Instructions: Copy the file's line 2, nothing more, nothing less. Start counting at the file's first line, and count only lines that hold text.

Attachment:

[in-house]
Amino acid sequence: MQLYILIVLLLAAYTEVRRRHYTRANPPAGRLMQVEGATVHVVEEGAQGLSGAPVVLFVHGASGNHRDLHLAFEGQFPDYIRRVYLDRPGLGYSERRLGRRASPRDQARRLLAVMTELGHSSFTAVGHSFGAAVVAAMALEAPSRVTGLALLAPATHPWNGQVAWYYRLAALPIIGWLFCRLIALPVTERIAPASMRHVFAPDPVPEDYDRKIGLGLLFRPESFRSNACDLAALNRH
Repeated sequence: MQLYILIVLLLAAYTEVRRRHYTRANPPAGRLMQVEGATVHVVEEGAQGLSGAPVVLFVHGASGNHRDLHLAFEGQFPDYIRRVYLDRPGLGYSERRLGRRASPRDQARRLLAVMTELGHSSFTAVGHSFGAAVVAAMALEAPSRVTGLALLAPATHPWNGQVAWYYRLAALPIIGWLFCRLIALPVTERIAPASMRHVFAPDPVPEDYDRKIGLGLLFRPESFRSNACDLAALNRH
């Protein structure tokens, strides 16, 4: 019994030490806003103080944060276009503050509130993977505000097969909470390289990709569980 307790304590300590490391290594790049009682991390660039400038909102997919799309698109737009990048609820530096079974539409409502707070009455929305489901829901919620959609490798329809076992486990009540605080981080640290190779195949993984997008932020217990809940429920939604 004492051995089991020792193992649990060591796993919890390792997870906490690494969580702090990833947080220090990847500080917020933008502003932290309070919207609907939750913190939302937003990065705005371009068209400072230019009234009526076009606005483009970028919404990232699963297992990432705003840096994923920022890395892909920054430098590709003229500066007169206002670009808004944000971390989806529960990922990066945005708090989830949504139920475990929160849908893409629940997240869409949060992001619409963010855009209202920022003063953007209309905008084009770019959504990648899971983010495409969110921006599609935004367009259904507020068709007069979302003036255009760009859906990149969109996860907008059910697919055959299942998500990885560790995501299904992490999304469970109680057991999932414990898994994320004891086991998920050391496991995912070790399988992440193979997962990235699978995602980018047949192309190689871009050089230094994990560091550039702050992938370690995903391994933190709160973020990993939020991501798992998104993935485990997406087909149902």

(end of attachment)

Amino acid sequence: MQLYILIVLLLAAYTEVRRRHYTRANPPAGRLMQVEGATVHVVEEGAQGLSGAPVVLFVHGASGNHRDLHLAFEGQFPDYIRRVYLDRPGLGYSERRLGRRASPRDQARRLLAVMTELGHSSFTAVGHSFGAAVVAAMALEAPSRVTGLALLAPATHPWNGQVAWYYRLAALPIIGWLFCRLIALPVTERIAPASMRHVFAPDPVPEDYDRKIGLGLLFRPESFRSNACDLAALNRH